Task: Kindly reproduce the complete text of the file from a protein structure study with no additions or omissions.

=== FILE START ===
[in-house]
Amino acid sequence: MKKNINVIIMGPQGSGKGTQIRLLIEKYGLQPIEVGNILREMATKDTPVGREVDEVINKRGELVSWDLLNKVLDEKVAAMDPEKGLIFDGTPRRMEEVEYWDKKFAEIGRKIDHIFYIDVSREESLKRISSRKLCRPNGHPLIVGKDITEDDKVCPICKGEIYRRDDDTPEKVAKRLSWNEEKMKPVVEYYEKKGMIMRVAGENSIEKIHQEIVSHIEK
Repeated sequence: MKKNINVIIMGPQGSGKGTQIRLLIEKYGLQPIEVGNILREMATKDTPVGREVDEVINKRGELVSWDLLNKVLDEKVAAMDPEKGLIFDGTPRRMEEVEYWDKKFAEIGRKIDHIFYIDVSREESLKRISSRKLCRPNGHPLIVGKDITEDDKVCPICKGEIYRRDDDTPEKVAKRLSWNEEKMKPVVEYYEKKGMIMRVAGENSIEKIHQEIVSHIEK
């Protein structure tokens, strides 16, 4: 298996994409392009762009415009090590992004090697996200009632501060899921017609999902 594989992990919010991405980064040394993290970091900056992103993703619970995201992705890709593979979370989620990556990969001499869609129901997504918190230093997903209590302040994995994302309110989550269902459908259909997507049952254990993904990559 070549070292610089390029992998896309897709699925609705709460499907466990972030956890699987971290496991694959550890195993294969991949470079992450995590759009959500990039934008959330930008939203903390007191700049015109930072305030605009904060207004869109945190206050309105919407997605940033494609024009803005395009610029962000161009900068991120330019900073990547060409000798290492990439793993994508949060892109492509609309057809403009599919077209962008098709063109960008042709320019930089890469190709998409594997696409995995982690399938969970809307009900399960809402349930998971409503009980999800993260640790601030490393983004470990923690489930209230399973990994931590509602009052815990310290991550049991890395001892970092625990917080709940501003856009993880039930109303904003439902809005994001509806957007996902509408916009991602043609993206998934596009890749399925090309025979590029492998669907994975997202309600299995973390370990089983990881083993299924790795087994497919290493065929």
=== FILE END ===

[in-house]
Amino acid sequence: MKKNINVIIMGPQGSGKGTQIRLLIEKYGLQPIEVGNILREMATKDTPVGREVDEVINKRGELVSWDLLNKVLDEKVAAMDPEKGLIFDGTPRRMEEVEYWDKKFAEIGRKIDHIFYIDVSREESLKRISSRKLCRPNGHPLIVGKDITEDDKVCPICKGEIYRRDDDTPEKVAKRLSWNEEKMKPVVEYYEKKGMIMRVAGENSIEKIHQEIVSHIEK
Repeated sequence: MKKNINVIIMGPQGSGKGTQIRLLIEKYGLQPIEVGNILREMATKDTPVGREVDEVINKRGELVSWDLLNKVLDEKVAAMDPEKGLIFDGTPRRMEEVEYWDKKFAEIGRKIDHIFYIDVSREESLKRISSRKLCRPNGHPLIVGKDITEDDKVCPICKGEIYRRDDDTPEKVAKRLSWNEEKMKPVVEYYEKKGMIMRVAGENSIEKIHQEIVSHIEK
């Protein structure tokens, strides 16, 4: 298996994409392009762009415009090590992004090697996200009632501060899921017609999902 594989992990919010991405980064040394993290970091900056992103993703619970995201992705890709593979979370989620990556990969001499869609129901997504918190230093997903209590302040994995994302309110989550269902459908259909997507049952254990993904990559 070549070292610089390029992998896309897709699925609705709460499907466990972030956890699987971290496991694959550890195993294969991949470079992450995590759009959500990039934008959330930008939203903390007191700049015109930072305030605009904060207004869109945190206050309105919407997605940033494609024009803005395009610029962000161009900068991120330019900073990547060409000798290492990439793993994508949060892109492509609309057809403009599919077209962008098709063109960008042709320019930089890469190709998409594997696409995995982690399938969970809307009900399960809402349930998971409503009980999800993260640790601030490393983004470990923690489930209230399973990994931590509602009052815990310290991550049991890395001892970092625990917080709940501003856009993880039930109303904003439902809005994001509806957007996902509408916009991602043609993206998934596009890749399925090309025979590029492998669907994975997202309600299995973390370990089983990881083993299924790795087994497919290493065929």